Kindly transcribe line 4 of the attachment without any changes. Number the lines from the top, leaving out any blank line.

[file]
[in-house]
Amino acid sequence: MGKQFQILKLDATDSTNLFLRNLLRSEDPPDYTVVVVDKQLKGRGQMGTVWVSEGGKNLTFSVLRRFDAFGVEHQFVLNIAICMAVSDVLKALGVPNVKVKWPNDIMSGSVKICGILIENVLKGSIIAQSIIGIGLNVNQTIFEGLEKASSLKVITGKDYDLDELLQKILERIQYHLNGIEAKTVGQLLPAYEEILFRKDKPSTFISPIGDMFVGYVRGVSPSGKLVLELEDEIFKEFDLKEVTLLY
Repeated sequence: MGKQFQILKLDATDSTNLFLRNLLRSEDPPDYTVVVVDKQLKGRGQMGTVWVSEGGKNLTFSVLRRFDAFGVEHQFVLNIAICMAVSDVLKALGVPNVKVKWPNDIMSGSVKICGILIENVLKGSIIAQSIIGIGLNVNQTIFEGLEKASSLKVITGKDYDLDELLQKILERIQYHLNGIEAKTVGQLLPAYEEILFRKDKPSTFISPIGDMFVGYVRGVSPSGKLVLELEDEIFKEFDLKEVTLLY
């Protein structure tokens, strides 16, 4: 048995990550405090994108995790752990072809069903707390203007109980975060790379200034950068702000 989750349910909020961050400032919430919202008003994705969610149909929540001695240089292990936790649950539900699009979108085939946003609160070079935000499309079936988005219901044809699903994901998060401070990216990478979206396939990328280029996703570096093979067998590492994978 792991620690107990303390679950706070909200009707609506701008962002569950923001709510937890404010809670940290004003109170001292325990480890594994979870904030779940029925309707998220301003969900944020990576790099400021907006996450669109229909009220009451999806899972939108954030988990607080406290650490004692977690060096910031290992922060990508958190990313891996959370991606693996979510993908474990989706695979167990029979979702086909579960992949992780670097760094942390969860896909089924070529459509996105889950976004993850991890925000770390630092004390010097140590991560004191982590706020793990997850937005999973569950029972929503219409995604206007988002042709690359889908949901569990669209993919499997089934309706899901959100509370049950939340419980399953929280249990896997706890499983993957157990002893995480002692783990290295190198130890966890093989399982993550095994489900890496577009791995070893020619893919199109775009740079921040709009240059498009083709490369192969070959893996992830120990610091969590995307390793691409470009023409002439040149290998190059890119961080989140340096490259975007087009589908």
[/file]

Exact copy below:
């Protein structure tokens, strides 16, 4: 048995990550405090994108995790752990072809069903707390203007109980975060790379200034950068702000 989750349910909020961050400032919430919202008003994705969610149909929540001695240089292990936790649950539900699009979108085939946003609160070079935000499309079936988005219901044809699903994901998060401070990216990478979206396939990328280029996703570096093979067998590492994978 792991620690107990303390679950706070909200009707609506701008962002569950923001709510937890404010809670940290004003109170001292325990480890594994979870904030779940029925309707998220301003969900944020990576790099400021907006996450669109229909009220009451999806899972939108954030988990607080406290650490004692977690060096910031290992922060990508958190990313891996959370991606693996979510993908474990989706695979167990029979979702086909579960992949992780670097760094942390969860896909089924070529459509996105889950976004993850991890925000770390630092004390010097140590991560004191982590706020793990997850937005999973569950029972929503219409995604206007988002042709690359889908949901569990669209993919499997089934309706899901959100509370049950939340419980399953929280249990896997706890499983993957157990002893995480002692783990290295190198130890966890093989399982993550095994489900890496577009791995070893020619893919199109775009740079921040709009240059498009083709490369192969070959893996992830120990610091969590995307390793691409470009023409002439040149290998190059890119961080989140340096490259975007087009589908």